2017 Reading Round-Up, #20-25


20. On Writing: A Memoir of the Craft by Stephen King (Pocket Books, 2001)

The first third or so of this book was King writing about his early life, and I wish it had all been about him, rather than then turning into his advice on writing, which is intended for beginning writers, I think (“avoid adverbs”). He’s an endearing character. His telling of recovering after being hit by a truck was also compelling. I read a lot of books by King in high school and admire his imagination and the way his inventions have influenced (and continue to influence) our own fears and metaphors (murder clowns, telekinetic teens, haunted hotels, etc), but I can’t say I particularly would want to write like him when it comes down to matters of style. The best advice I remember from this book is to write the first draft “with the door closed,” meaning, not to let anyone else in, to write for yourself in the first round.


21. The Rules Do Not Apply by Ariel Levy (Hachette, 2017)

A memoir of Levy’s life falling apart – losing her unborn baby, partner and house within a short period of time – and what led her to that point. The book was in part inspired by her devastating and beautiful essay that appeared in the New Yorker, “Thanksgiving in Mongolia.” And maybe she said it all in that essay. While this book provides a lot more context, it doesn’t particularly illuminate more. It was completely gripping, true, (I read it in an afternoon), but I think the rush to get a book out into the world based on the success of the essay forced Levy into a narrative (perhaps by an editor, or perhaps a magazine-reporting approach to memoir), trying to shape the outlines of her life, from childhood into the present, into a tidy story that would be satisfying to a mass audience. The issues she faced and had to reckon with are so big and complicated, but the writing itself doesn’t manifest questions or grief happening. Instead it’s simply stated. I was also troubled with her casting her miscarriage as a sort of divine punishment for putting off motherhood, her unexamined privilege manifest throughout (surprising given the empathy and insight she shows in reporting on other people, particularly women), as well as her unexamined thoughts on her own bisexuality and perspective on gender (again, surprising given how much she writes about these subjects).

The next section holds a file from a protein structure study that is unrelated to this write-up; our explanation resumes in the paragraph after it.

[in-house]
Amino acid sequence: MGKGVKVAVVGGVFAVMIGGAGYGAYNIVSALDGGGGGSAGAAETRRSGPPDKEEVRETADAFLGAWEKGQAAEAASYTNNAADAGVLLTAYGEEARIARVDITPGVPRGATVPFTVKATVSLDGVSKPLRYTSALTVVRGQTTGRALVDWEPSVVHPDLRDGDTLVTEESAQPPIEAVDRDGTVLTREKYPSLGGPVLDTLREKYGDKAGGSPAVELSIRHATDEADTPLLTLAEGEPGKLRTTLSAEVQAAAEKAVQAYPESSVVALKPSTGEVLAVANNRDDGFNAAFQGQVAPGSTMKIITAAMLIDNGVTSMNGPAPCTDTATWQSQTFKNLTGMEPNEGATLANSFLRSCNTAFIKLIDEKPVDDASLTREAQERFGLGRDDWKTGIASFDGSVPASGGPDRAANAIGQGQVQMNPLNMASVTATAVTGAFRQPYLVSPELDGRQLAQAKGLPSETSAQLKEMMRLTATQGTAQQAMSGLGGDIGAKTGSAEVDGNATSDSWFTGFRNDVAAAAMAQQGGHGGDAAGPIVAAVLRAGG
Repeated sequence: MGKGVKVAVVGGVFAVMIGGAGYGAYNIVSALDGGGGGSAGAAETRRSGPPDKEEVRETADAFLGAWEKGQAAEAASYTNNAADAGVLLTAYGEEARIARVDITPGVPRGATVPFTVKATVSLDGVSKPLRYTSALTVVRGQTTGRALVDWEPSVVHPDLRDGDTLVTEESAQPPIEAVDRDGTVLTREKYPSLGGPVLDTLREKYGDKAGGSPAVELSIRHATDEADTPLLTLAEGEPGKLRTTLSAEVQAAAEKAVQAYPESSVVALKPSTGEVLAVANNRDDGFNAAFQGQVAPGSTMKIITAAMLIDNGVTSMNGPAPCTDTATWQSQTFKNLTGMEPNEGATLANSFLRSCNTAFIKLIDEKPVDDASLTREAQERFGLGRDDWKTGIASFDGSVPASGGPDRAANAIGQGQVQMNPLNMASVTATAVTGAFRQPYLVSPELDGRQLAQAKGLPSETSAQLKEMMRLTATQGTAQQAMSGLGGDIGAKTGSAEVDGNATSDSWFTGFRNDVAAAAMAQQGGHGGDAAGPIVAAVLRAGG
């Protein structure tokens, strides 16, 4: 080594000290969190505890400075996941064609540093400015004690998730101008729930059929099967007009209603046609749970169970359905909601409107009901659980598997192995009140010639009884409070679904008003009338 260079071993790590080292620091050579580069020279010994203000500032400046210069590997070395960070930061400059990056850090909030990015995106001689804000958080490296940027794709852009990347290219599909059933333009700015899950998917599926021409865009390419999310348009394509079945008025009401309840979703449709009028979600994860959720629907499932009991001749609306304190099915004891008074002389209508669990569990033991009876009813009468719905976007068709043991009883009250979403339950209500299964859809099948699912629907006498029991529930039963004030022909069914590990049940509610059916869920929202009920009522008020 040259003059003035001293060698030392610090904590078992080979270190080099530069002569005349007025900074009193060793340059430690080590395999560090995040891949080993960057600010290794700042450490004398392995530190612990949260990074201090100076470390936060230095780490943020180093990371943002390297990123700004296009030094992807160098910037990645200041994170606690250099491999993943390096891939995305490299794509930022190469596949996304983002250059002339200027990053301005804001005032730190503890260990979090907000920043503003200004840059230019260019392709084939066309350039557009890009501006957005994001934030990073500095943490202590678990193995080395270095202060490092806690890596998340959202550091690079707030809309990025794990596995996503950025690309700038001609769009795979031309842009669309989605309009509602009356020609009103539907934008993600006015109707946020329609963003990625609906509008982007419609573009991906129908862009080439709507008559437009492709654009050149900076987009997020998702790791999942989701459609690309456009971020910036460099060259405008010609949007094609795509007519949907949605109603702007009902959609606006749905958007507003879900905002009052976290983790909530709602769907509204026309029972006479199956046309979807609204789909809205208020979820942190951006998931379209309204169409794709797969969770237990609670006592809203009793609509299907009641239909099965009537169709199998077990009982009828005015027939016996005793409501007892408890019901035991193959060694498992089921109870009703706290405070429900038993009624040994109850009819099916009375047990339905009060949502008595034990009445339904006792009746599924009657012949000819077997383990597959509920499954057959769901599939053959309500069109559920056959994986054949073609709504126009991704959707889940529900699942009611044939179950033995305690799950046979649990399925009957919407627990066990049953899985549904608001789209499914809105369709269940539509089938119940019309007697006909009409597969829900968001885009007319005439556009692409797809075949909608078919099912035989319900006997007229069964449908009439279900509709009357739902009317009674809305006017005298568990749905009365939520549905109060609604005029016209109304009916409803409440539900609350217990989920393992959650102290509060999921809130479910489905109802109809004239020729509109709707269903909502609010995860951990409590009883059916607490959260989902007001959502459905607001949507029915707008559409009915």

22. Fear of Flying – Erica Jong (Signet, 1974)

I think this is best read as a document of its time, i.e. 1973, otherwise it feels too much like a first book in need of a more rigorous editor. The narrator (thinly disguised Jong, her autobiography lines up pretty exactly with the novel) is delightfully unashamed about her sexual escapades, both good and disappointing, and it was refreshing to witness a female character so obsessed with herself and convinced she was interesting (although she wasn’t always). It’s the kind of gutsiness needed to ignore critics and finish things. On the other hand, there was a bit too much about her family, and the change in tone too drastic, or clumsily handled at times (e.g., veering from defining the “zipless fuck” to reckoning with being in Germany as a Jew not so long after the Holocaust).


23. Marx – Corinne Maier (author) and Anne Simon (illustrator) (Norrow, 2014)

A slim, graphic novel biography of Karl Marx, for a YA audience (which I didn’t realize when I bought it). The illustrations are fun and witty, the text focused more on Marx’s life than his ideas and their effect on the world, which would have been more interesting, but admittedly that’s a tall order. I didn’t come away with any great insights, though I did learn that Marx was kicked out of a couple of countries.


24. The Vegetarian by Han Kang, trans. Deborah Smith (Portobello Books, 2016)

A novella in three parts, translated from Korean, 2016 Booker prize winner. Eerie and unsettling. My favorite part was the description of the art painted on the protagonist’s body – a vivid depiction of flowers and plants painted on a human form and transformed via video – I could see it. That section also raised questions about boundaries in art. Ultimately, though, I didn’t think the author thread the needle between the three sections, and it rather fell off at the end, not in a way that was experimental, but (it seemed to me) because of the absence of a better resolution.

Side note, of interest in terms of literary translation: Controversy followed the Booker win, as the English version was found to be stylistically vastly different from the original Korean: http://www.latimes.com/books/jacketcopy/la-ca-jc-korean-translation-20170922-story.html


25. Hag-Seed by Margaret Atwood (Hogarth, 2016)

I’m surprised to see Atwood at the bottom of my list (The Handmaid’s Tale is a favorite), but this novel was all too tidy – there was no twist in the plotting. I can see it being useful for teaching The Tempest in a high school setting, and maybe this is the intention, as it’s part of a commissioned series of re-telling of Shakespeare plays. While the revenge set-up using a prison drama program as the setting is intriguing, and Atwood’s ideas for characterization and staging the play were marvelous, the second half didn’t live up to the first, just too pat.